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Who to escalate during a pandemic? A retrospective observational study about decision-making during the COVID-19 pandemic in the UK
  1. Stephanie Beresford1,
  2. Aditi Tandon1,2,
  3. Sofia Farina1,
  4. Brian Johnston1,3,
  5. Maryam Crews1,
  6. Ingeborg Dorothea Welters1,3
  1. 1 Department of Critical Care, Liverpool University Hospitals NHS Foundation Trust, Liverpool, UK
  2. 2 Department of Anaesthesia, Liverpool University Hospitals NHS Foundation Trust, Liverpool, UK
  3. 3 Department of Cardiovascular and Metabolic Medicine, University of Liverpool, Faculty of Health and Life Sciences, Liverpool, UK
  1. Correspondence to Prof. Dr. med. Ingeborg Dorothea Welters, Liverpool University Hospitals NHS Foundation Trust, Liverpool L7 8XP, UK; I.Welters{at}


Background Optimal decision-making regarding who to admit to critical care in pandemic situations remains unclear. We compared age, Clinical Frailty Score (CFS), 4C Mortality Score and hospital mortality in two separate COVID-19 surges based on the escalation decision made by the treating physician.

Methods A retrospective analysis of all referrals to critical care during the first COVID-19 surge (cohort 1, March/April 2020) and a late surge (cohort 2, October/November 2021) was undertaken. Patients with confirmed or high clinical suspicion of COVID-19 infection were included. A senior critical care physician assessed all patients regarding their suitability for potential intensive care unit admission. Demographics, CFS, 4C Mortality Score and hospital mortality were compared depending on the escalation decision made by the attending physician.

Results 203 patients were included in the study, 139 in cohort 1 and 64 in cohort 2. There were no significant differences in age, CFS and 4C scores between the two cohorts. Patients deemed suitable for escalation by clinicians were significantly younger with significantly lower CFS and 4C scores compared with patients who were not deemed to benefit from escalation. This pattern was observed in both cohorts. Mortality in patients not deemed suitable for escalation was 61.8% in cohort 1 and 47.4% in cohort 2 (p<0.001).

Conclusions Decisions who to escalate to critical care in settings with limited resources pose moral distress on clinicians. 4C score, age and CFS did not change significantly between the two surges but differed significantly between patients deemed suitable for escalation and those deemed unsuitable by clinicians. Risk prediction tools may be useful in a pandemic to supplement clinical decision-making, even though escalation thresholds require adjustments to reflect changes in risk profile and outcomes between different pandemic surges.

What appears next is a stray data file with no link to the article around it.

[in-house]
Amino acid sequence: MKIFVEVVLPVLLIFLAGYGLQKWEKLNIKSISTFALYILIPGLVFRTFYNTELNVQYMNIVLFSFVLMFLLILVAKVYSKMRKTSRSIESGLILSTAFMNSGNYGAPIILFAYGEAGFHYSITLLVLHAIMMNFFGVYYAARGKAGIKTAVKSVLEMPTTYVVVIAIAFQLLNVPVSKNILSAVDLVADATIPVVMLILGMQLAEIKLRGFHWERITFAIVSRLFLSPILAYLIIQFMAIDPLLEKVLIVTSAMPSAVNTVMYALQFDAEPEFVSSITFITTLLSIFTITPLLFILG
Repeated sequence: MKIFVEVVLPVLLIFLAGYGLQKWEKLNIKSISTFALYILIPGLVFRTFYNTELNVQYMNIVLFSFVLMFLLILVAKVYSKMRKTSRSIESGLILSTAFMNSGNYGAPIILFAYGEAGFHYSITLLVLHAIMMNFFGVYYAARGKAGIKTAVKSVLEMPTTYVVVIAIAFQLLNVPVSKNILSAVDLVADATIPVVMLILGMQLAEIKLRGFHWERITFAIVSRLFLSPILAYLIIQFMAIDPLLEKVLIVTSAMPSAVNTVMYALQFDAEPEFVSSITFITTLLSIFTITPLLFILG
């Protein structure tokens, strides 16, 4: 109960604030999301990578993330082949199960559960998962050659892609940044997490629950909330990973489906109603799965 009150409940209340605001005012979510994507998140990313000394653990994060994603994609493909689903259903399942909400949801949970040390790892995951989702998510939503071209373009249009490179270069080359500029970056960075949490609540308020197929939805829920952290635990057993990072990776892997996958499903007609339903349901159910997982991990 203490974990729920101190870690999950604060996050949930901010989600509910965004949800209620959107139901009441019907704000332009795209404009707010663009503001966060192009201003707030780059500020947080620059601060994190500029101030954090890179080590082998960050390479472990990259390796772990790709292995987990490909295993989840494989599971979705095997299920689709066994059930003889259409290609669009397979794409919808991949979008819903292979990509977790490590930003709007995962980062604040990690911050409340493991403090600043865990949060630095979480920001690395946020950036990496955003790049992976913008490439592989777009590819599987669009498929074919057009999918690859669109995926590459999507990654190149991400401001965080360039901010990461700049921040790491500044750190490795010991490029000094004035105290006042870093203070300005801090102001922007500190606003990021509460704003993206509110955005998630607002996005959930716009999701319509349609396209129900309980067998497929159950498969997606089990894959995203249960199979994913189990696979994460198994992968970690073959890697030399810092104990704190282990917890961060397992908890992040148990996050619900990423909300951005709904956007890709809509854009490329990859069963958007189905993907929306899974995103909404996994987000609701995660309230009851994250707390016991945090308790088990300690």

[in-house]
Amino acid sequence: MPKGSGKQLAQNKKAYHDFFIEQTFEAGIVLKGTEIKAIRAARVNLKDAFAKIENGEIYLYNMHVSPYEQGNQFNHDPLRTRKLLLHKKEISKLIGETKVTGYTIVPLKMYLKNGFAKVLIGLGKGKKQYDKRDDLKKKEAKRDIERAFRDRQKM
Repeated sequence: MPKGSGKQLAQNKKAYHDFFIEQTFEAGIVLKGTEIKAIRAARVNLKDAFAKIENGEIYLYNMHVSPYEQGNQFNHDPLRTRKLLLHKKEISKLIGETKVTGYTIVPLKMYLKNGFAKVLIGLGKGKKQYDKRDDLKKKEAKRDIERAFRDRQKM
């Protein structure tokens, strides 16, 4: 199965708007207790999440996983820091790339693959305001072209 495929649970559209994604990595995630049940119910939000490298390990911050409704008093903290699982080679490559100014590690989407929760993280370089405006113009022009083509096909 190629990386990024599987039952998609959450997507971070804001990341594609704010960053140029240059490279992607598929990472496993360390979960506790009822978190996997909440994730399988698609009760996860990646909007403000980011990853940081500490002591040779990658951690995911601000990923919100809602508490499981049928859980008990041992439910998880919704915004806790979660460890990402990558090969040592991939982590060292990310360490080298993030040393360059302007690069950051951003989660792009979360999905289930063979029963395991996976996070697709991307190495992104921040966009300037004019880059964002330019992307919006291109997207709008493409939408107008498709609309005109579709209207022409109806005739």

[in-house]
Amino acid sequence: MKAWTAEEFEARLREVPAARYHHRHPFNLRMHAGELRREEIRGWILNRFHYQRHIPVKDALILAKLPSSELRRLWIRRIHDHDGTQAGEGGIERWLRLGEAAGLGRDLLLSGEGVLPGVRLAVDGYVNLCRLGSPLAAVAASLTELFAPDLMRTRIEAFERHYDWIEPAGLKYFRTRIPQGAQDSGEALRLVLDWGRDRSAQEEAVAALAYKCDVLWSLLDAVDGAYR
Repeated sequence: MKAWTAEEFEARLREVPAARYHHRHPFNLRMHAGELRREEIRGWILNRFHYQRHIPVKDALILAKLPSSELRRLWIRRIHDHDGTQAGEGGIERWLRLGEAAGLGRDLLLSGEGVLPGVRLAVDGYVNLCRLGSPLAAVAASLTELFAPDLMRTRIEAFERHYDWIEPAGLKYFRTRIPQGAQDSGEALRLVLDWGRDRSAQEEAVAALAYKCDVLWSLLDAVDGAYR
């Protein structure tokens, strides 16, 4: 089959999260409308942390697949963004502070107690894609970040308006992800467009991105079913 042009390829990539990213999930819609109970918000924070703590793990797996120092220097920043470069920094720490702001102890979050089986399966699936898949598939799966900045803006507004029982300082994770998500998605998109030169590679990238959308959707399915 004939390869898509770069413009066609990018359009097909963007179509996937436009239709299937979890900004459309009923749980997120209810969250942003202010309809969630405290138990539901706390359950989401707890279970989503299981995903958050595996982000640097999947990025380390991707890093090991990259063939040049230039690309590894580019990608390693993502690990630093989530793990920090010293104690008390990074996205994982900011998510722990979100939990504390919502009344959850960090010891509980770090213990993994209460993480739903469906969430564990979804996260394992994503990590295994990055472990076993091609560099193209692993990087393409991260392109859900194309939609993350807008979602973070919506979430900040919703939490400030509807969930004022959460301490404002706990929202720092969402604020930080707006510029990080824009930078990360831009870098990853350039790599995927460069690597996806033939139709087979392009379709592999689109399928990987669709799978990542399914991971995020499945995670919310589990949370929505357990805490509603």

• COVID-19
  • critical care
  • frailty
  • clinical management

Data availability statement

Data are available upon reasonable request. Data are available on request.

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Data availability statement

Data are available upon reasonable request. Data are available on request.

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  • Handling editor Mary Dawood

  • SB and AT contributed equally.

  • Contributors SB, AT, SF and BJ collected the data. All authors contributed to writing and revising the manuscript. The study was designed by MC and IW. All authors have approved the final manuscript. IW accepts full responsibility for the work and the conduct of the study, had access to the data, and controlled the decision to publish.

  • Funding The authors have not declared a specific grant for this research from any funding agency in the public, commercial or not-for-profit sectors.

  • Competing interests None declared.

  • Patient and public involvement Patients and/or the public were not involved in the design, or conduct, or reporting, or dissemination plans of this research.

  • Provenance and peer review Not commissioned; externally peer reviewed.